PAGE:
Sham auricular acupressure
The Semen Vaccariae embedded tape used in the treatment group will be applied on four non-acupoints at the helix unilaterally and retained for 24 hours, and then the alternate ear will be used at the next visit (Fig. 2). The helix region was suggested to be used as a control in auricular needling and was applied in previous clinical trials [19, 20].
All subjects will be advised to have a regular number of meals daily and not to have any snacks. Meals comprise one bowl of rice (210 g) for subjects > 70 kg and two-thirds of a bowl of rice (140 g) for those < 70 kg, with instructions to eat side dishes balanced with the rice. Also, subjects will be instructed not to perform any exercise other than that required for their daily work.
The primary outcome is the change in body weight before and after treatment. The secondary outcomes include changes in BMI, waist circumference, hip circumference and body fat percentage during the treatment and follow-up period. Besides at baseline (0 week), the numbers will be measured every 2 weeks. Both the body weight and body fat percentage will be measured with the Omron Karada Scan HBF-701.
Adverse events will be noted throughout the study, based on participant reports and laboratory tests (whole blood counts, renal and liver functions) if needed. All clinical adverse events will be recorded according to terms of intensity (mild, moderate or severe), duration, outcome and relationship to the study.
Subjects of both groups will be randomly assigned to receive acupuncture (body and auricular acupressure) or control (sham) treatment. For randomization, simple, complete non-sequential random numbers will be generated in advance by a computer program in a block of four, and kept by the principal investigator (PI, ZXB). After a patient’s eligibility is confirmed, a randomization number which corresponds to the group allocation will be provided to the acupuncturist by the PI. This arrangement will ensure that the clinical assessor and participants are blinded to the allocation.
The sample size was calculated based on the primary endpoint of changes in body weight. A systematic review on acupuncture for obesity has shown that acupuncture significantly reduced the body weight with average weight loss (MD = 1.56 kg, 95 % CI = 0.74–2.38) . Therefore, a sample size of 60 should be provided to achieve a significance level of α = 0.05 with a power (1 – β) of 90 % using a two-sample t test. The number of subjects increases to 72 when estimated 20 % dropouts are considered.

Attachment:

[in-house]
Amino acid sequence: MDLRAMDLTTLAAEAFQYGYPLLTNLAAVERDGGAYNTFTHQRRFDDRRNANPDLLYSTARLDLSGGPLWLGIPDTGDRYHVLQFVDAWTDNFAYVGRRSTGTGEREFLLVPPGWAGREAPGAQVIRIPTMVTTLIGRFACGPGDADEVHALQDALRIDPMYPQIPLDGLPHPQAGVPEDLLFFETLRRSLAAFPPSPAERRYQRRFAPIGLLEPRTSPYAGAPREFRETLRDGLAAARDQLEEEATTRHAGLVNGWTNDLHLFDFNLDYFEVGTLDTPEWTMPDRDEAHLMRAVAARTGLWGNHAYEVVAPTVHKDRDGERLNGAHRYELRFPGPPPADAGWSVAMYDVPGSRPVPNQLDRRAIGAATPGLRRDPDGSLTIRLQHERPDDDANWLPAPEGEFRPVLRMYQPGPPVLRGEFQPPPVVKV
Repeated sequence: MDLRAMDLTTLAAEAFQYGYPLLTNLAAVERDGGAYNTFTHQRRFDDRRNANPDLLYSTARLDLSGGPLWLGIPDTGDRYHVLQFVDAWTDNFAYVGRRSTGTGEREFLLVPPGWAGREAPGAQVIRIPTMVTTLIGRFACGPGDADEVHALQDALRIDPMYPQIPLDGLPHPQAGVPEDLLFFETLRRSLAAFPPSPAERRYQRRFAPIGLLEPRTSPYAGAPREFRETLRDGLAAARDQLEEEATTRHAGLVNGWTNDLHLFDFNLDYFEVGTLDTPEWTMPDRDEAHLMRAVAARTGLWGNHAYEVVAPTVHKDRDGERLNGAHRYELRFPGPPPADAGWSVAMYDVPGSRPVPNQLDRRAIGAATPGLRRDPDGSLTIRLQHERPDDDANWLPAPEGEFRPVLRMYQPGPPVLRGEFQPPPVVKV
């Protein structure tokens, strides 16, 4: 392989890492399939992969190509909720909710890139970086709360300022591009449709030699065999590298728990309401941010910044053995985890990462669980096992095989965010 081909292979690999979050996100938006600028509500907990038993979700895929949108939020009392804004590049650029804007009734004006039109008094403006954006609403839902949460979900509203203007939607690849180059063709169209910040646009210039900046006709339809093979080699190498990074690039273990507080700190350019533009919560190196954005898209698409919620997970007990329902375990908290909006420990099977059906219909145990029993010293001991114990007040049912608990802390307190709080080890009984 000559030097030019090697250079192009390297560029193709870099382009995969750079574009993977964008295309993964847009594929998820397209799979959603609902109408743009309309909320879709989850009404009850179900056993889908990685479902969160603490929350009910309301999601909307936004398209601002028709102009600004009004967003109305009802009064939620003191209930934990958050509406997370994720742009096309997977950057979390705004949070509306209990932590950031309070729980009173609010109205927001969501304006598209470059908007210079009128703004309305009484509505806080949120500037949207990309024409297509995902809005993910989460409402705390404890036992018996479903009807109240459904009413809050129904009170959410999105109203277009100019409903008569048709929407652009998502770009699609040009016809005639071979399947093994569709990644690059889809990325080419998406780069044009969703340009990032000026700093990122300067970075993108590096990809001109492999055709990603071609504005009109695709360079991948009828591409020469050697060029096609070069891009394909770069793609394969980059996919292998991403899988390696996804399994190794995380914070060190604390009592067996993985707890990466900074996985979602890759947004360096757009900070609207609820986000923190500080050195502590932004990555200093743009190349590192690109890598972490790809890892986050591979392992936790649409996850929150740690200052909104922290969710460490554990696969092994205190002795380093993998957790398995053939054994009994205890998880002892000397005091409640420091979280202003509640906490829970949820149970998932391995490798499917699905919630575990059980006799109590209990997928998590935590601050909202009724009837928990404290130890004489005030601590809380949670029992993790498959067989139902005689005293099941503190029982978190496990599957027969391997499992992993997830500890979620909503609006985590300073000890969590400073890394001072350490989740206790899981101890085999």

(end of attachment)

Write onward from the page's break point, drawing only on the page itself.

Data processing and analysis
All efficacy and safety analyses will be conducted according to the intention-to-treat (ITT) principle. Missing values will be imputed by the last-observation-carried-forward method. The statistical analysis will be performed using the Statistical Package for the Social Sciences (SPSS) for Windows version 21.0. The statistical significance is defined as two-sided P value of < 0.05. Baseline characteristics will be reported as mean (SD). Baseline differences between the groups will be assessed with the use of Student’s t test for normally distributed continuous variables and the non-parametric Mann-Whitney U test for non-normally distributed variables. For categorical variables, the chi-squared test or Fisher’s exact test will be used. Comparisons between groups will be conducted by using an analysis of covariance (ANCOVA) with baseline as covariate. All items and subscales will be compared between groups every 4 weeks using ANCOVA, with treatment group as a factor in the model and baseline as the covariate. The changes from baseline to endpoint of treatment in scores will be tested with a repeated measures analysis of variance (ANOVA). Within-group differences will be assessed with a paired t test for normally distributed data and a Wilcoxon signed-rank test for non-normally distributed data.
This single-blinded, randomized controlled clinical trial aims to evaluate the efficacy and safety of acupuncture on body weight control in Hong Kong. It will be the first such study on the Hong Kong population and will obtain evidence for utilizing acupuncture in obesity treatment especially for patients with Hong Kong diet patterns and health conditions. In order to achieve a higher therapeutic efficacy, we will integrate electro-acupuncture with auricular acupressure. Except for acupuncture point stimulation on the body and ears, we will not apply any interventions such as CHM, diet or physical activities to the subjects. Therefore, the effects of acupuncture alone will be observed. The outcome measures will include the change in body weight and body fat percentage, which will provide data to us on analysis of the treatment’s potential benefit on body fat mass.
So far there is no study of this kind in Hong Kong. This pilot study will provide evidence for large-scaled research such as combined therapy on overweight subjects with CHM, diet control, physical training or behavioural intervention. Further research on the changes in hormones, the nervous system or psychological conditions can also be developed to specifically target the Hong Kong population, as there have only been overseas studies up to the present.